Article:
For the first time, researchers used a single computer model to simulate the entire life cycle of a solar flare: from the accumulation of energy thousands of kilometers under the surface of the Sun to the appearance of entangled magnetic field lines breaking out as a bright flare.
This visualization provides the basis for future models of the Sun, allowing real-time simulations of star weather, including the formation of sunspots, which periodically lead to flares and coronal mass ejections. These eruptions are dangerous, as they can damage power grids and communication networks, as well as disable satellites and threaten the lives of astronauts.
In the new study, the complex simulator records the formation of a solar flare more realistically than previous attempts. In addition, it includes the emission spectrum of light associated with flares. The work allows us to explain the type of flares not only at the visible wavelength, but also at ultraviolet, extreme ultraviolet wavelengths and x-rays.
The visualization demonstrates a solar flare modeled in a new study. Violet marked plasma with a temperature of less than 1 million. Kelvin. Red color indicates heating of 1-10 million Kelvin, and green - above 10 million. Kelvin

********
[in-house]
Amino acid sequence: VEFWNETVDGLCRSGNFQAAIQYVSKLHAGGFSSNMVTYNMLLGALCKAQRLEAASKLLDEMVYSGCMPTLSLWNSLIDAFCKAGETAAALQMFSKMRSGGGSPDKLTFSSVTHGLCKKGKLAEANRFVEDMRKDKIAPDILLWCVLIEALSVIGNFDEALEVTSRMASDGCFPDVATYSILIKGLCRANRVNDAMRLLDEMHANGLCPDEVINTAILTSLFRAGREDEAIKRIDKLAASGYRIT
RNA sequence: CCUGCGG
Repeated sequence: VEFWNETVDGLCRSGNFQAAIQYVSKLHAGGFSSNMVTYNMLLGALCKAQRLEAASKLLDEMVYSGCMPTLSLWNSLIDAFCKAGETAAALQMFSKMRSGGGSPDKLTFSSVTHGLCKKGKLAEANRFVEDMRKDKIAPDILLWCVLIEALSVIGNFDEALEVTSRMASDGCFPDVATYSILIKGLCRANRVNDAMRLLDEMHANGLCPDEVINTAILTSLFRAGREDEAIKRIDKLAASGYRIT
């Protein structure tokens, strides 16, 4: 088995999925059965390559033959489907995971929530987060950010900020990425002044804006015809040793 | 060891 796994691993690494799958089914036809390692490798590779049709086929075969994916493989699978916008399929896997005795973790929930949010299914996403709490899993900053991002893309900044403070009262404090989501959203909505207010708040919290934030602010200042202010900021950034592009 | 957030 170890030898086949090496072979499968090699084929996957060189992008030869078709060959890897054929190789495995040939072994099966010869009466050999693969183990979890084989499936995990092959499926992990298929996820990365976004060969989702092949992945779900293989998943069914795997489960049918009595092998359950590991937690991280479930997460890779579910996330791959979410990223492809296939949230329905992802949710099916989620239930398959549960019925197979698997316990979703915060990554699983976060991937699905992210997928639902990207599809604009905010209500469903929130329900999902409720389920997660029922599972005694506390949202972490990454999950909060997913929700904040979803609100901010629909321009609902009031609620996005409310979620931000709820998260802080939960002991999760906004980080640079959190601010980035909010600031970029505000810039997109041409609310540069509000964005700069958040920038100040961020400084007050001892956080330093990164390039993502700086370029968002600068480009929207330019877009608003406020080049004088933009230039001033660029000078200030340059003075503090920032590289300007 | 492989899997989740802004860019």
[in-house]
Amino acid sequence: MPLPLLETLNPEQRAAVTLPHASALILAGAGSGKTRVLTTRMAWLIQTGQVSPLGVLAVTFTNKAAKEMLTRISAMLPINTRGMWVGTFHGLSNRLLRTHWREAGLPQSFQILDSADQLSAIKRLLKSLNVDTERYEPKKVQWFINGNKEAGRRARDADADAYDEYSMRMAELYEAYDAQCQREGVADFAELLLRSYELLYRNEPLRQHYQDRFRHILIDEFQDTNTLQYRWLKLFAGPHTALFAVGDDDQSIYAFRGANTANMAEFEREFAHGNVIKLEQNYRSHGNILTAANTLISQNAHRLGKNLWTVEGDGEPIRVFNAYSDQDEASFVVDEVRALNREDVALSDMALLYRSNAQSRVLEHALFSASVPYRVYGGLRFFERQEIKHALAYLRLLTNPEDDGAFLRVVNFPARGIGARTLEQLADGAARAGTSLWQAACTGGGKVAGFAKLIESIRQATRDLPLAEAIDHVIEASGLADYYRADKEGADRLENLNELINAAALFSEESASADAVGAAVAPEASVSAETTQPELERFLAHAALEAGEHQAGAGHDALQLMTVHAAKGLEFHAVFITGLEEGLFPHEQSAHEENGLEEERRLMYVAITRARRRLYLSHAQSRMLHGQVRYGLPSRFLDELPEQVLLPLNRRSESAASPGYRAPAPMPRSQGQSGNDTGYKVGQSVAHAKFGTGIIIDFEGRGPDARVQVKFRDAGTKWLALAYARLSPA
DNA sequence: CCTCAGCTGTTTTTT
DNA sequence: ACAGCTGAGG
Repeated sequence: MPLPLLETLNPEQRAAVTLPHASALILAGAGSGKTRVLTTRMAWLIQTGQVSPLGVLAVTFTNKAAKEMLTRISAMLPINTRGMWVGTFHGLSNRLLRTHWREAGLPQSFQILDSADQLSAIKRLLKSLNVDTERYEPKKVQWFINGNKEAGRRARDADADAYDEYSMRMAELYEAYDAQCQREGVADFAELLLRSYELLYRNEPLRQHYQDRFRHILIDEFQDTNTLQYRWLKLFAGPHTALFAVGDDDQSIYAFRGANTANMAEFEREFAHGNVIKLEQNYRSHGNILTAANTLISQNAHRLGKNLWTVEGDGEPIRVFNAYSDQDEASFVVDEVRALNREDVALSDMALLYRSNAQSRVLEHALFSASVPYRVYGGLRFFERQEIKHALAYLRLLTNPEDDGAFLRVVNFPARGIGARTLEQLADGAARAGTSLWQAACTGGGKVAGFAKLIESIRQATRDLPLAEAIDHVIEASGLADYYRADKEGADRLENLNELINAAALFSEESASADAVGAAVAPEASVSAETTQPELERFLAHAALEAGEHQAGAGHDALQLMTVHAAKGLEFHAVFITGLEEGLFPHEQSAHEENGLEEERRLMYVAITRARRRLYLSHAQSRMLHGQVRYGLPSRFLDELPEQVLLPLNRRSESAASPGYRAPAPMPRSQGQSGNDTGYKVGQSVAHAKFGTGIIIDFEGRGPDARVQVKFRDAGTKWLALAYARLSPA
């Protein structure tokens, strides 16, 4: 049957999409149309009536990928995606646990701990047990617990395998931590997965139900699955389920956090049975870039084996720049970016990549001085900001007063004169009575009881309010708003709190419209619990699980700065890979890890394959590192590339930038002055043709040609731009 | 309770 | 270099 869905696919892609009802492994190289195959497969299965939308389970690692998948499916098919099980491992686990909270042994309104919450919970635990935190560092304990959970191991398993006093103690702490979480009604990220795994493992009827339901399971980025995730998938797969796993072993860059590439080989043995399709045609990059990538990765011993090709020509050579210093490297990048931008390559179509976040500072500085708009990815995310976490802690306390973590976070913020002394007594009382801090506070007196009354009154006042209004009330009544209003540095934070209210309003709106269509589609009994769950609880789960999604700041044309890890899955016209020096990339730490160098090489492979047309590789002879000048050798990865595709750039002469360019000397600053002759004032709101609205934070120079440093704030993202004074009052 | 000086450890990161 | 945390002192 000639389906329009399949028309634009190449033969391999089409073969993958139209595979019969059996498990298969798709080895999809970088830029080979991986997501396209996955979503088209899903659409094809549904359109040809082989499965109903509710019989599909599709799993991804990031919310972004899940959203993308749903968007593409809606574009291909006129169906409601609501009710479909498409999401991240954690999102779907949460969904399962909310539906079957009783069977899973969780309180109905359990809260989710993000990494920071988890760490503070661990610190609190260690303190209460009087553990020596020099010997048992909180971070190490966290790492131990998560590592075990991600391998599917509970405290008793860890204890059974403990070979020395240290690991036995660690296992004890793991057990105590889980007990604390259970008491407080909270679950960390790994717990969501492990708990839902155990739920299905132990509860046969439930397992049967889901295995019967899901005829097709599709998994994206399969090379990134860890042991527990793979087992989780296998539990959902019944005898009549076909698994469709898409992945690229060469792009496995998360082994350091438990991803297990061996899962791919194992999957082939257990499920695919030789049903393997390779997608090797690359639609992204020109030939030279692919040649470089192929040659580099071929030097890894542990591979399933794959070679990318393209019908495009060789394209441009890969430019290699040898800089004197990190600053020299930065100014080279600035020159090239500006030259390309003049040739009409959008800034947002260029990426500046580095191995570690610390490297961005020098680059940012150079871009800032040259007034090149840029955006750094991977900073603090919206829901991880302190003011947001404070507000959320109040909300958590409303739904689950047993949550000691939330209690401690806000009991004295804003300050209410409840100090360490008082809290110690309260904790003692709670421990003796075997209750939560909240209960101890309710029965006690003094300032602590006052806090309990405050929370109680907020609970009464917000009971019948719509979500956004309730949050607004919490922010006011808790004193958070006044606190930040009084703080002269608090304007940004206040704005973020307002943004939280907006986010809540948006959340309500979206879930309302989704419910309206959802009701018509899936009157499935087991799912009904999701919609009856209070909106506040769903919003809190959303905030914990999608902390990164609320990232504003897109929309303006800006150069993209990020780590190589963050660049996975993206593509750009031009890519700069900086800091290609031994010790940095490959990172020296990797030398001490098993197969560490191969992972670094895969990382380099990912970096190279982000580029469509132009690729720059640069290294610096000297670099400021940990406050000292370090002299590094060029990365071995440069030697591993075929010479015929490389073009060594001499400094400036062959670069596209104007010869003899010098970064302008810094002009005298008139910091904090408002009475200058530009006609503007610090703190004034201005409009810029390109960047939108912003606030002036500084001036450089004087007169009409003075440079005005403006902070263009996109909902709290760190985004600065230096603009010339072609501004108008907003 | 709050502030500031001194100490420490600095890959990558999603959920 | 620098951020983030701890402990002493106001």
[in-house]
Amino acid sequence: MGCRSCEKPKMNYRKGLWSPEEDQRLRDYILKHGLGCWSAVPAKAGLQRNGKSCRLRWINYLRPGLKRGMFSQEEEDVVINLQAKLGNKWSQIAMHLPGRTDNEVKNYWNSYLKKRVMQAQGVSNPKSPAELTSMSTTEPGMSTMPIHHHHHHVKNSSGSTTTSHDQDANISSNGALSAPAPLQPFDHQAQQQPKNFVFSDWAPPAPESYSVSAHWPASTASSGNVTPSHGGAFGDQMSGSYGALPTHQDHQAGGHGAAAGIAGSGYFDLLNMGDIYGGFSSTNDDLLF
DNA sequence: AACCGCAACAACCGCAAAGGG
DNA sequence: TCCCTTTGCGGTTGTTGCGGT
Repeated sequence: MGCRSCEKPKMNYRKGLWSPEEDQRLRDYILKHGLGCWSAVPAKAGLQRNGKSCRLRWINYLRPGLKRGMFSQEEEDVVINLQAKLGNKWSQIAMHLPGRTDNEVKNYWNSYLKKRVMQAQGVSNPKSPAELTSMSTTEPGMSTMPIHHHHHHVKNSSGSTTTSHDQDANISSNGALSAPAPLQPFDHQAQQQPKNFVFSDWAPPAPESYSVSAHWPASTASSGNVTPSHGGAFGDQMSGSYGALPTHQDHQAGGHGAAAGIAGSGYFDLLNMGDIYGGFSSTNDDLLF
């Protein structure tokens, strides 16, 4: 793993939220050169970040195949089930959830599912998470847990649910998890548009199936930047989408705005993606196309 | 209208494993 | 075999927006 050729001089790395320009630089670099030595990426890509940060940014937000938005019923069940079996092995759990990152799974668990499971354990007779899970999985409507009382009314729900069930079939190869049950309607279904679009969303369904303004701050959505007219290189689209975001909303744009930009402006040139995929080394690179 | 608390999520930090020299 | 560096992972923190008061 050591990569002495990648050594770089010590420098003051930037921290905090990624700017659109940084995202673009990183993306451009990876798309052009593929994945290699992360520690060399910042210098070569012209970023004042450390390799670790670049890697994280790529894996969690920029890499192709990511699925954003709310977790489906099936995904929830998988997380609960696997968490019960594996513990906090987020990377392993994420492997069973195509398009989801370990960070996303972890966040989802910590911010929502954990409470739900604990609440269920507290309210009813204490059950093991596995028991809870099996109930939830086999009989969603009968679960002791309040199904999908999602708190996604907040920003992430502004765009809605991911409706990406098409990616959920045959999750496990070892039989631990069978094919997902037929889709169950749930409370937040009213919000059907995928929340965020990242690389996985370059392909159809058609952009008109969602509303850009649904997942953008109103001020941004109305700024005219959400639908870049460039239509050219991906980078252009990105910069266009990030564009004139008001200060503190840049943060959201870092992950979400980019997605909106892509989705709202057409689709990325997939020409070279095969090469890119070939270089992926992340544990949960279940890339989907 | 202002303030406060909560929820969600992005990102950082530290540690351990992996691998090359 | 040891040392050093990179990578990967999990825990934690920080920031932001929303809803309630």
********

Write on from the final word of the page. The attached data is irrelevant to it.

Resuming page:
Scale coverage of the solar layers
For the new research it was necessary to form a solar model that would extend to several areas of the star, reflecting the complex and unique behavior of each. The created model begins in the upper part of the convection zone (10,000 km below the surface of the Sun), rises through the surface and extends 40,000 km into the solar atmosphere (the corona). The model clearly demonstrates the differences in gas density, pressure and other characteristics of the star.
To create a successful solar flare model, it was necessary to add detailed equations that allowed each region to contribute to the development of the flare in a realistic way. But it was also important not to make it too difficult to work on a supercomputer. Therefore, they used the mathematical technique that is used to study the Earth’s magnetosphere and other planets. This made it possible to compress the difference in time scales between the layers without loss of accuracy. Next, it was necessary to create a script on the simulated Sun. In the new model, they wanted to see if it could generate a flash on their own (usually scientists are waiting for a real flash and then plugging in the model). The researchers began by creating the active spot conditions observed in March 2014. In fact, this spot created dozens of flares, including an extremely powerful X-class and three moderate M-classes. Scientists did not try to exactly recreate the spot of 2014, but tried to match the components that were present in that event.
It turned out that the new model was able to cover the whole process: from the accumulation of energy to the appearance on the surface, the rise in the corona, activation and release in the form of a flash. Now scientists are planning to test the model on real observations of our star.